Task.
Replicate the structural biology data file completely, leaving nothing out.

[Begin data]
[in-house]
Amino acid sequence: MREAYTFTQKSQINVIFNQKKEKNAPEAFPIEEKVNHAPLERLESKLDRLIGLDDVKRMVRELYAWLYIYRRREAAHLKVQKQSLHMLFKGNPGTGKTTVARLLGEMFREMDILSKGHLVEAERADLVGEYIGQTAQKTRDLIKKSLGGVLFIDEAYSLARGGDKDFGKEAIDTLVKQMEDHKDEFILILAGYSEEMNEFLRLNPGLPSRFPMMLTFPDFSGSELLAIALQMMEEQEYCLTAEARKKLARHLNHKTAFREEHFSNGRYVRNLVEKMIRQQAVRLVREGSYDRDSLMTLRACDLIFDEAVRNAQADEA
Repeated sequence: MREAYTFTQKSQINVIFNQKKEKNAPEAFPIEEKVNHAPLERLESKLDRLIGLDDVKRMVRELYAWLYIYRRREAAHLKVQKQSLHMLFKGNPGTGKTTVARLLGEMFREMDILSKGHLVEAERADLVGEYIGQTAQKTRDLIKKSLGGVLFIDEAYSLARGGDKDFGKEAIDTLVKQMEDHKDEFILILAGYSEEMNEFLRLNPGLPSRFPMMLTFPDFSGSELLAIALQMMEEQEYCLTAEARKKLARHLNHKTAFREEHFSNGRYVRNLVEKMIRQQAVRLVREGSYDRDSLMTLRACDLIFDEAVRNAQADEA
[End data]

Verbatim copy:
[in-house]
Amino acid sequence: MREAYTFTQKSQINVIFNQKKEKNAPEAFPIEEKVNHAPLERLESKLDRLIGLDDVKRMVRELYAWLYIYRRREAAHLKVQKQSLHMLFKGNPGTGKTTVARLLGEMFREMDILSKGHLVEAERADLVGEYIGQTAQKTRDLIKKSLGGVLFIDEAYSLARGGDKDFGKEAIDTLVKQMEDHKDEFILILAGYSEEMNEFLRLNPGLPSRFPMMLTFPDFSGSELLAIALQMMEEQEYCLTAEARKKLARHLNHKTAFREEHFSNGRYVRNLVEKMIRQQAVRLVREGSYDRDSLMTLRACDLIFDEAVRNAQADEA
Repeated sequence: MREAYTFTQKSQINVIFNQKKEKNAPEAFPIEEKVNHAPLERLESKLDRLIGLDDVKRMVRELYAWLYIYRRREAAHLKVQKQSLHMLFKGNPGTGKTTVARLLGEMFREMDILSKGHLVEAERADLVGEYIGQTAQKTRDLIKKSLGGVLFIDEAYSLARGGDKDFGKEAIDTLVKQMEDHKDEFILILAGYSEEMNEFLRLNPGLPSRFPMMLTFPDFSGSELLAIALQMMEEQEYCLTAEARKKLARHLNHKTAFREEHFSNGRYVRNLVEKMIRQQAVRLVREGSYDRDSLMTLRACDLIFDEAVRNAQADEA